"Climate change" is a catch-all for a wide variety of carbon-induced dangers we all face. Climate change recognizes no boundaries, flags, or creeds. It is real and cannot be ameliorated without international cooperation, which in turn requires enlightened statesmanship.
Chunk of ice not too far from its home on Margerie Glacier
(Image by Alaskan Dude) Permission Details DMCA
Chunk of ice not too far from its home on Margerie Glacier by Alaskan Dude
With only a handful of pieces, you might think the climate-change policy puzzle would have a simple solution, but you'd be wrong. The pieces themselves are easy enough to identify:
Instead of leveling off at around 9 billion by 2050, world population will rise to over 10 billion by 2100, according to a 2011 U.N. Population Division report. Earlier projections are now thought to have been overly optimistic. In sub-Saharan Africa alone "the population could more than triple, rising from today's one billion to 3.6 billion, the report said -- a sobering forecast for a continent already struggling to provide food and water for its people." If current trends hold, Nigeria's population, for example, will rise from 162 million to 720 million.
If we think the world is too noisy, congested, polluted, or denuded now, imagine what it will be like during the last half of the this century when there are another 3 to 4 billion people living on a fixed amount of real estate, consuming finite resources, and trying to get to work or school every day. But what was once called the "population bomb" -- and met with dire predictions -- is now all but forgotten. Curious, don't you think?
2. A CO2 Concentration That's Too High
According to the Nation Oceanic and Atmospheric Administration (NOAA), the amount of heat-trapping CO2 in the atmosphere has topped 400 parts per million (ppm), a level last reached on the planet Earth some 2 to 3 million years ago. According to 350.org, "The safe level of carbon dioxide in the atmosphere is 350 parts per million, but the only way to get there is to immediately transition the global economy away from fossil fuels and into renewable energy, energy efficiency, and sustainable farming practices in all sectors (agriculture, transport, manufacturing, etc.)."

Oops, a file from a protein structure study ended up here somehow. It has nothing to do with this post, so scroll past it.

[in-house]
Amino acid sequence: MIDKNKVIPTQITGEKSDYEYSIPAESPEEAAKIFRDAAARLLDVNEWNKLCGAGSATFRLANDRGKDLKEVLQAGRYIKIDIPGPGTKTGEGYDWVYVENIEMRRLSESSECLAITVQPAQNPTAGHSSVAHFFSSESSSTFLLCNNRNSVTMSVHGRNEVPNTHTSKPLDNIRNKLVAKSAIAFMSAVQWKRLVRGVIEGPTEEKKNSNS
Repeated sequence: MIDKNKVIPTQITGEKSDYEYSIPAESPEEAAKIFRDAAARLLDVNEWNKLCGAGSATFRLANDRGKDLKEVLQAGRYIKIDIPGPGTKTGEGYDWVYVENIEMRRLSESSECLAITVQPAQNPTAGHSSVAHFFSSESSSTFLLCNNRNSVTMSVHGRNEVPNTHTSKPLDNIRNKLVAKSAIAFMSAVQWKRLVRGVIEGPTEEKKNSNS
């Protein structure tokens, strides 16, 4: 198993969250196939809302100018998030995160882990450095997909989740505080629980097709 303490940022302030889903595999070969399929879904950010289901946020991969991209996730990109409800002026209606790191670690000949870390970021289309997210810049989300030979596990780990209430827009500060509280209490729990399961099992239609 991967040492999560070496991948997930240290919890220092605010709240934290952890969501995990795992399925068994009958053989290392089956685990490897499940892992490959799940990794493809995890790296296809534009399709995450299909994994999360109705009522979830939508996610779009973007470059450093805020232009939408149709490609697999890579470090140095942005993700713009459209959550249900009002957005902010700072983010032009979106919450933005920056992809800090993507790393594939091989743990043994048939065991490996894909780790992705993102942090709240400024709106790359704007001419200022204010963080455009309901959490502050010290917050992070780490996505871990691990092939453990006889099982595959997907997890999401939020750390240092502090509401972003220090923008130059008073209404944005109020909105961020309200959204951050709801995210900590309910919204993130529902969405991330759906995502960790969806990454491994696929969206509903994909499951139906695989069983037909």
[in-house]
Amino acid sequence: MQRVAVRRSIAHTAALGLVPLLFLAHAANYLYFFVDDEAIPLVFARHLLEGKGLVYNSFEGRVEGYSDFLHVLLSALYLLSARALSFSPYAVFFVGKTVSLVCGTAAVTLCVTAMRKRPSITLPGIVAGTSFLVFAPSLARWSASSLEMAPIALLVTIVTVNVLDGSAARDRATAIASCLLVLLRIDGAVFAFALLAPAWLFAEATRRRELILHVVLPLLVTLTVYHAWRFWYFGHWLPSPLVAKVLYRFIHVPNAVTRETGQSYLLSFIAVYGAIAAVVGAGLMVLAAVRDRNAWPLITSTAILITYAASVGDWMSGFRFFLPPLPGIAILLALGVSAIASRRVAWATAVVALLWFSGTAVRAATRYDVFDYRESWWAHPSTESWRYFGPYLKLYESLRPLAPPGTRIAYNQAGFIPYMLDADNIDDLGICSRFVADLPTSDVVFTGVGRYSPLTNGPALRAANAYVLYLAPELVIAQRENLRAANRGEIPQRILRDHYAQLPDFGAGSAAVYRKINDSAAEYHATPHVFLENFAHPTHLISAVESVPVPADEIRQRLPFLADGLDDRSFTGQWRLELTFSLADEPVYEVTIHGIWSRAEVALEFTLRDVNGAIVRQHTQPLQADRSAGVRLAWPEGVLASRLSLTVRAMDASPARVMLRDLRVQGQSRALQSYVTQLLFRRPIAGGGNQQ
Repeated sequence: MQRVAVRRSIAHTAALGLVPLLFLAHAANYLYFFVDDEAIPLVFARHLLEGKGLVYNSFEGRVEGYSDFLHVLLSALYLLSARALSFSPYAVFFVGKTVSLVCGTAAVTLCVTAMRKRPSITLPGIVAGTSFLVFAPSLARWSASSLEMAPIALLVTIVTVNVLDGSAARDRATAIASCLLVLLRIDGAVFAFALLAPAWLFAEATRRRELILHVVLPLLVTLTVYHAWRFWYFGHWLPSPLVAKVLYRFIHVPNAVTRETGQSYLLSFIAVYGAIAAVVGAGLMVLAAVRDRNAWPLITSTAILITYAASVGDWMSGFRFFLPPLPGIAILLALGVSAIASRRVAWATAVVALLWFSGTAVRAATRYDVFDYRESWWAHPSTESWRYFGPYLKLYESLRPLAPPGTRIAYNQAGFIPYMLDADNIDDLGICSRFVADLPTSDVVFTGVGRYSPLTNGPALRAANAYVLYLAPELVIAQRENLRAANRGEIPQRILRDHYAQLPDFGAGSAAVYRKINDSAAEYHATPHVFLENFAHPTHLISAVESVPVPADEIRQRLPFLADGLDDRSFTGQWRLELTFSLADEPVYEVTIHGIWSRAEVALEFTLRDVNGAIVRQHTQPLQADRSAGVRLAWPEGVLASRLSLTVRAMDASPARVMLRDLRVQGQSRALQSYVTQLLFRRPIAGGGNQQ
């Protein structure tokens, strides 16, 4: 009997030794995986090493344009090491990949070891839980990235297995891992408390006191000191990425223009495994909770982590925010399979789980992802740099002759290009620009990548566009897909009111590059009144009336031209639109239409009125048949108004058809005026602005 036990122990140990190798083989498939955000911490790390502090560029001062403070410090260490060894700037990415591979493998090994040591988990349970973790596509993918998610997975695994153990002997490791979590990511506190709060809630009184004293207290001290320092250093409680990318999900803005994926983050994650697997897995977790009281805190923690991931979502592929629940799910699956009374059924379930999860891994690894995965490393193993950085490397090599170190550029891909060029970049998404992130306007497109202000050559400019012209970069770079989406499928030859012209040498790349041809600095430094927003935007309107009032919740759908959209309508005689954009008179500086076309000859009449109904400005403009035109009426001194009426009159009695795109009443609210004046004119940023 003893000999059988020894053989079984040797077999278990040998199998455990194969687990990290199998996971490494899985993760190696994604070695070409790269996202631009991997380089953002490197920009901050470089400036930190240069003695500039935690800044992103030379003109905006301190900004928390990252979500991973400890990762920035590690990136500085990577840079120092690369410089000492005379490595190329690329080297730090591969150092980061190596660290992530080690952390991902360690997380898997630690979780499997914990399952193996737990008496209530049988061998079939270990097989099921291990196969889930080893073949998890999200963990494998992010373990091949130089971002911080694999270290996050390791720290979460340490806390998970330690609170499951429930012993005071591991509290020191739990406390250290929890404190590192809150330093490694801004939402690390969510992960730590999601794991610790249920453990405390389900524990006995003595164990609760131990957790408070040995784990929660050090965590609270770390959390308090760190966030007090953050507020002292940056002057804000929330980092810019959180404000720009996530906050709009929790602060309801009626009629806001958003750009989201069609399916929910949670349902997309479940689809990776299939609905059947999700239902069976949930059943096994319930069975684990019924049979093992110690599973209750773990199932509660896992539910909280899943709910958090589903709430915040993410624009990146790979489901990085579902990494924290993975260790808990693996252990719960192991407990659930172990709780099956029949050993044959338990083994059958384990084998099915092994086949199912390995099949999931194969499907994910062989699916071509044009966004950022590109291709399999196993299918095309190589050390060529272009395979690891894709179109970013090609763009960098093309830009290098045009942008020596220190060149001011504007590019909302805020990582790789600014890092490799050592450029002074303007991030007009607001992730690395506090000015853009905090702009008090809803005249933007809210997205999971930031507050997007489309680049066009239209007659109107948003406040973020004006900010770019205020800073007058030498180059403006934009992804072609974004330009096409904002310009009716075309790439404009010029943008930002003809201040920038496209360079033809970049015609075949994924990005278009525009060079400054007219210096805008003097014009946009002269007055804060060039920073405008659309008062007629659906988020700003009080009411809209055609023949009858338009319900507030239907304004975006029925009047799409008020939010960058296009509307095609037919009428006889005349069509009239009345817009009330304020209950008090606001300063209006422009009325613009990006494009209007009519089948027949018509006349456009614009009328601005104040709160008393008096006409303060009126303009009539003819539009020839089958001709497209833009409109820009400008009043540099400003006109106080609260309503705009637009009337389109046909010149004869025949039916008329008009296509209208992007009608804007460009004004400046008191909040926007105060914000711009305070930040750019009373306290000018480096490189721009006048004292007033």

But there's certainly no reason to believe that 400 ppm is as high as CO2 concentrations in the atmosphere can or will go. Unless there is an unprecedented effort worldwide to curtail the burning of fossil fuel, 450 ppm will be the new normal in a few decades if not sooner. Ask yourself this: What are the chances that our own leaders will see the light before the sun dims in a carbon cloud? Or this: When has the US ever demonstrated any world leadership on global warming? Or this: Are politicians in Washington more likely to listen to scientists or CEOs? See what I mean?
Here's what Robin Noblin, Alaska director of the Center for Biological Diversity, has to say about it: "Climate change is wreaking havoc on the Arctic, melting sea ice and permafrost, increasing storms and erosion, and making life utterly unpredictable for the people and animals that call the Arctic home. Rather than making vague statements about Arctic stewardship, the Obama administration should put forward real solutions, such as a cap on black carbon emissions and a moratorium on Arctic offshore oil development."
3. An Incurable Disease Ravaging the American Body Politic
* Corrupt politicians and a business class addicted to corporate welfare.
* Lobbies write the only legislation that lawmakers can pass and the filibuster trumps all -- the Constitution, elections, majority rule, and common sense.
* Partisanship carried to such extremes that paralysis is the only possible outcome.